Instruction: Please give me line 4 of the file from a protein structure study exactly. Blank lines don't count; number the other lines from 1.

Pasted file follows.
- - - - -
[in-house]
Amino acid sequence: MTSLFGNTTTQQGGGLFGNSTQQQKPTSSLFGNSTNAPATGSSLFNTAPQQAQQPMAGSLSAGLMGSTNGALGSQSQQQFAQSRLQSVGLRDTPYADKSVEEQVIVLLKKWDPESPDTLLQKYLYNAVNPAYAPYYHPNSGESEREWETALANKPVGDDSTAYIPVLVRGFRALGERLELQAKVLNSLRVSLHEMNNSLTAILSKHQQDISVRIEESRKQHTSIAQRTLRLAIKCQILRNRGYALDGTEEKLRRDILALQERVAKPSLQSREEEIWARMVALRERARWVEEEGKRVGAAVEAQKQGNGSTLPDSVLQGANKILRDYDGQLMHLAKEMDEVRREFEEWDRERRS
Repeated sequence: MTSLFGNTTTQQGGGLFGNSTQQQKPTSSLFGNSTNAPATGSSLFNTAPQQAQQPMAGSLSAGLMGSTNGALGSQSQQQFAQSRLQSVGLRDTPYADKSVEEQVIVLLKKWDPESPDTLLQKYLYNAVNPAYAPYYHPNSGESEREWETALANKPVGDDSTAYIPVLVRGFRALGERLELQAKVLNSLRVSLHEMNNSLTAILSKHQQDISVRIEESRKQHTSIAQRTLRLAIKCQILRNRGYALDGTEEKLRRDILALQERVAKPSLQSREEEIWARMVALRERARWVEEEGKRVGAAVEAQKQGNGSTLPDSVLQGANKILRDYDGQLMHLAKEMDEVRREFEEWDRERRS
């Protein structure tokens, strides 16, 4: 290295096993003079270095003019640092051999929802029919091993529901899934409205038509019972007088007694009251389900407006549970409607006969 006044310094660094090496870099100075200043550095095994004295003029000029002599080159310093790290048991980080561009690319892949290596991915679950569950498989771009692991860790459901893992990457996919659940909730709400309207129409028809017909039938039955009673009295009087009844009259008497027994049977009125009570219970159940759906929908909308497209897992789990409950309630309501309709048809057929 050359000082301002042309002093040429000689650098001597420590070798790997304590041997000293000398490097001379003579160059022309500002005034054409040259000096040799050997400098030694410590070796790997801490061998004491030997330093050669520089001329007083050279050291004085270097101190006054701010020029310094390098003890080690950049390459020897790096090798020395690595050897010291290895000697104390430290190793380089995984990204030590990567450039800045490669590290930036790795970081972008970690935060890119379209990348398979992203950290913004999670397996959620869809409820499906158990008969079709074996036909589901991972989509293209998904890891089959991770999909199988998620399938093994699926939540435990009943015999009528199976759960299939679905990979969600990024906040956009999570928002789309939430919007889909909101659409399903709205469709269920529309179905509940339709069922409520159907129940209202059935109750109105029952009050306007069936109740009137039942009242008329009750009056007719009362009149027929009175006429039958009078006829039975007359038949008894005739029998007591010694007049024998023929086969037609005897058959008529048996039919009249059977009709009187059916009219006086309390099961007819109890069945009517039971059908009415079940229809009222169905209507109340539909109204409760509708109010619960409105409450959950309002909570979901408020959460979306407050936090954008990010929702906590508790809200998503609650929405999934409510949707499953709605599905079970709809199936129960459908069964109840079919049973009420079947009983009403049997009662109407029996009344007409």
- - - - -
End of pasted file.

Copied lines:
């Protein structure tokens, strides 16, 4: 290295096993003079270095003019640092051999929802029919091993529901899934409205038509019972007088007694009251389900407006549970409607006969 006044310094660094090496870099100075200043550095095994004295003029000029002599080159310093790290048991980080561009690319892949290596991915679950569950498989771009692991860790459901893992990457996919659940909730709400309207129409028809017909039938039955009673009295009087009844009259008497027994049977009125009570219970159940759906929908909308497209897992789990409950309630309501309709048809057929 050359000082301002042309002093040429000689650098001597420590070798790997304590041997000293000398490097001379003579160059022309500002005034054409040259000096040799050997400098030694410590070796790997801490061998004491030997330093050669520089001329007083050279050291004085270097101190006054701010020029310094390098003890080690950049390459020897790096090798020395690595050897010291290895000697104390430290190793380089995984990204030590990567450039800045490669590290930036790795970081972008970690935060890119379209990348398979992203950290913004999670397996959620869809409820499906158990008969079709074996036909589901991972989509293209998904890891089959991770999909199988998620399938093994699926939540435990009943015999009528199976759960299939679905990979969600990024906040956009999570928002789309939430919007889909909101659409399903709205469709269920529309179905509940339709069922409520159907129940209202059935109750109105029952009050306007069936109740009137039942009242008329009750009056007719009362009149027929009175006429039958009078006829039975007359038949008894005739029998007591010694007049024998023929086969037609005897058959008529048996039919009249059977009709009187059916009219006086309390099961007819109890069945009517039971059908009415079940229809009222169905209507109340539909109204409760509708109010619960409105409450959950309002909570979901408020959460979306407050936090954008990010929702906590508790809200998503609650929405999934409510949707499953709605599905079970709809199936129960459908069964109840079919049973009420079947009983009403049997009662109407029996009344007409």